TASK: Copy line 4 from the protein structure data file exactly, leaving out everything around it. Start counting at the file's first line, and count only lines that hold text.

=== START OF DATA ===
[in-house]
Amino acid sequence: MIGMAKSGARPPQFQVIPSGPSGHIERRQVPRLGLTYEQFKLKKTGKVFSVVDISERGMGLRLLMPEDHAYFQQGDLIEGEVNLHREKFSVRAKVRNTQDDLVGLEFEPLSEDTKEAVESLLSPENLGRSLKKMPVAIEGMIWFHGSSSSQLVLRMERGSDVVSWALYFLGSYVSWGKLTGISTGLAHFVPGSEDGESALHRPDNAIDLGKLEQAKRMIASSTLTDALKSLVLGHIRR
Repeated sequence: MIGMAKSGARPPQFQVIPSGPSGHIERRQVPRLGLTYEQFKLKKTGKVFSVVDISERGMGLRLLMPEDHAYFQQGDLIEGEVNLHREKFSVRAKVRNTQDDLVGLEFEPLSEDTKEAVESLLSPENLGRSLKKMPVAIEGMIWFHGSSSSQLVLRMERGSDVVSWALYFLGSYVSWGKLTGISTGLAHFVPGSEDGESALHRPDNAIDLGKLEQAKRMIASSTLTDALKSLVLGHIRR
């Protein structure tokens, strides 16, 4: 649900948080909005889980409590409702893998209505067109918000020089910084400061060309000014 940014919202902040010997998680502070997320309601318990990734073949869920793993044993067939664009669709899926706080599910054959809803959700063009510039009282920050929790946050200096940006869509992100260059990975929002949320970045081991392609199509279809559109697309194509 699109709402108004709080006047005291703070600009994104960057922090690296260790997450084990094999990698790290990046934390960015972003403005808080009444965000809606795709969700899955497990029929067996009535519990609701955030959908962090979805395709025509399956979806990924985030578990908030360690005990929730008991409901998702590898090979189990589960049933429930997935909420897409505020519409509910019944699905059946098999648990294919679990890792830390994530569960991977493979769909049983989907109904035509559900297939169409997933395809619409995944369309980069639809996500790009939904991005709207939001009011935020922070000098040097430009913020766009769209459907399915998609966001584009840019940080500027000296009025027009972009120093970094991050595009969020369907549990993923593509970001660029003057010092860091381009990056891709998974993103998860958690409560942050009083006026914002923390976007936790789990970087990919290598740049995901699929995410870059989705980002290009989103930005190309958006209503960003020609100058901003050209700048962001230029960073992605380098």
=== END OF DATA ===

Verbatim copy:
């Protein structure tokens, strides 16, 4: 649900948080909005889980409590409702893998209505067109918000020089910084400061060309000014 940014919202902040010997998680502070997320309601318990990734073949869920793993044993067939664009669709899926706080599910054959809803959700063009510039009282920050929790946050200096940006869509992100260059990975929002949320970045081991392609199509279809559109697309194509 699109709402108004709080006047005291703070600009994104960057922090690296260790997450084990094999990698790290990046934390960015972003403005808080009444965000809606795709969700899955497990029929067996009535519990609701955030959908962090979805395709025509399956979806990924985030578990908030360690005990929730008991409901998702590898090979189990589960049933429930997935909420897409505020519409509910019944699905059946098999648990294919679990890792830390994530569960991977493979769909049983989907109904035509559900297939169409997933395809619409995944369309980069639809996500790009939904991005709207939001009011935020922070000098040097430009913020766009769209459907399915998609966001584009840019940080500027000296009025027009972009120093970094991050595009969020369907549990993923593509970001660029003057010092860091381009990056891709998974993103998860958690409560942050009083006026914002923390976007936790789990970087990919290598740049995901699929995410870059989705980002290009989103930005190309958006209503960003020609100058901003050209700048962001230029960073992605380098």